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cornfield with young plants and few weeds
FIND AND IDENTIFY WEEDS: Weeds aren’t obvious in this picture, but there are some in this field. Find and identify them before fine-tuning postemergence weed control, says Bill Johnson with Purdue Extension.

Think about what goes in tank for corn weed control

Plan to control weeds throughout the season.

Take a good look at this field of corn. You applied residual herbicides early, but you planned on making a postemergence application. Which herbicides should you include in the spray tank?

Answering that question means scouting the field and finding what weeds are present, Bill Johnson says. He’s a Purdue University Extension weed control specialist. It’s also important to know what traits are present in the hybrids you planted. Glyphosate might be an option if corn is glyphosate-tolerant and the weeds you find aren’t likely glyphosate-resistant. Liberty could be an option if the hybrid has the Liberty trait. While 2,4-D is always an option in corn, it may be higher on your possible list if it’s Enlist corn.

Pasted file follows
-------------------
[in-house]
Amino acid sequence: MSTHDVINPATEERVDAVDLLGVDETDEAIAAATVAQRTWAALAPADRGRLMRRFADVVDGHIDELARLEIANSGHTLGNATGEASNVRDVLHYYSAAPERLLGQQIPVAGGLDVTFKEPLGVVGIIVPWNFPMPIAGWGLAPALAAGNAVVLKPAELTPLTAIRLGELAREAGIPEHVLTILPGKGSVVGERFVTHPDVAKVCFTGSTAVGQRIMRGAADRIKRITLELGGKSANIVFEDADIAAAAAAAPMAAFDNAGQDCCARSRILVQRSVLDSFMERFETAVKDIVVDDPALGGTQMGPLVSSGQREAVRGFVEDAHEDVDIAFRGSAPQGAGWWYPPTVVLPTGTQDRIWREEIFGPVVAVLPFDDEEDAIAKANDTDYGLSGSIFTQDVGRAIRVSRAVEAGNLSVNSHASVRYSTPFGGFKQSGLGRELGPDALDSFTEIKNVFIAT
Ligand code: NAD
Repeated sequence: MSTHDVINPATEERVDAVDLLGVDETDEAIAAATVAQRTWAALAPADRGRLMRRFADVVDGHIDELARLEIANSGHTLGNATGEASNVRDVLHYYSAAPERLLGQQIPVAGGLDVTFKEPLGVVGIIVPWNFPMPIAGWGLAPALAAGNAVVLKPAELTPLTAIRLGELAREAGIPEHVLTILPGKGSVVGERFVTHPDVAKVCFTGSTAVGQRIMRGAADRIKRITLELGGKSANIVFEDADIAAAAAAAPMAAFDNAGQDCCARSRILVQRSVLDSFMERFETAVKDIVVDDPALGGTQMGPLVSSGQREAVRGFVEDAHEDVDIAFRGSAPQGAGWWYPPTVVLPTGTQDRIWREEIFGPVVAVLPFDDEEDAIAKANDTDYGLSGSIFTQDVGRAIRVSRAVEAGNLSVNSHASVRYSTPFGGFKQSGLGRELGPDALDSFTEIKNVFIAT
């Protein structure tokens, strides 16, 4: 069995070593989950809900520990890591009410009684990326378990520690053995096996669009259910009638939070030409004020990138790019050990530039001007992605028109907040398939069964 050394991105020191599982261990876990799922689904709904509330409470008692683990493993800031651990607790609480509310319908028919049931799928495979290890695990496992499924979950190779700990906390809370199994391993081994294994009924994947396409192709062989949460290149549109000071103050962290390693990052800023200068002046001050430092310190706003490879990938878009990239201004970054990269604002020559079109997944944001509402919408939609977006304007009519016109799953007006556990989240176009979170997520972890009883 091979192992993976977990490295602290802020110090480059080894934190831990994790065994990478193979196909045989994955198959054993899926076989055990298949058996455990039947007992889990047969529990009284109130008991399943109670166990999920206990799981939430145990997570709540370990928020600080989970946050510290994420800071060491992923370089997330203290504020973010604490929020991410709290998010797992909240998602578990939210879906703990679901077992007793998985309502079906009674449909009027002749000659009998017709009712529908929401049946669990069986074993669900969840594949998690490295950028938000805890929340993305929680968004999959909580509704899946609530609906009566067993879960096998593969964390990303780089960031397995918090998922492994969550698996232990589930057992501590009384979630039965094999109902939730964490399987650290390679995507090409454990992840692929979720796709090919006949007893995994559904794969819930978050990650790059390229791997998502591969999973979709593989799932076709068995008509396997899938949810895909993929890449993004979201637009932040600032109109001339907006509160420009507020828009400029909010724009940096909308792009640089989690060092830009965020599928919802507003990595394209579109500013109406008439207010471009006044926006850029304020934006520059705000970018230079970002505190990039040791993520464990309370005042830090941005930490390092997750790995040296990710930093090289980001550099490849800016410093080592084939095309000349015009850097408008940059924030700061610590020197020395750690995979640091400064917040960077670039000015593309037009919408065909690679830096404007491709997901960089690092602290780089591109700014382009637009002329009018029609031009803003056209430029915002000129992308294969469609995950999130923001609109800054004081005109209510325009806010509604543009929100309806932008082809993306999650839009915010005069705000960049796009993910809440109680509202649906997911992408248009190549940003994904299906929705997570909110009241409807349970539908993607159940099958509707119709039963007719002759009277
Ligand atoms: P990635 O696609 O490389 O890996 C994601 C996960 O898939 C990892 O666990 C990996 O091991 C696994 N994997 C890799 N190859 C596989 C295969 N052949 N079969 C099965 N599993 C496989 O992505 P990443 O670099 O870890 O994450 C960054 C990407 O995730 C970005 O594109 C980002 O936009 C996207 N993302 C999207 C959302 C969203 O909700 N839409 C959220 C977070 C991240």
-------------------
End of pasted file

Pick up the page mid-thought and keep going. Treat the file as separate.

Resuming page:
“One option here is to think about atrazine, too,” Johnson says. “If you haven’t already applied as much atrazine as the label allows, it can have post activity, but it also has residual activity.

“I would want a residual in the tank to extend the amount of time I have a residual herbicide working in this field. With some of the weeds which can continue germinating later in the season, including waterhemp, it’s important to extend residual activity as long as possible.”

If atrazine isn’t an option for the post tankmix, there are other residual herbicides you can consider, Johnson says. His goal as part of the postemergence trip would be getting another residual herbicide on the soil surface to prevent possible later germination of weeds.

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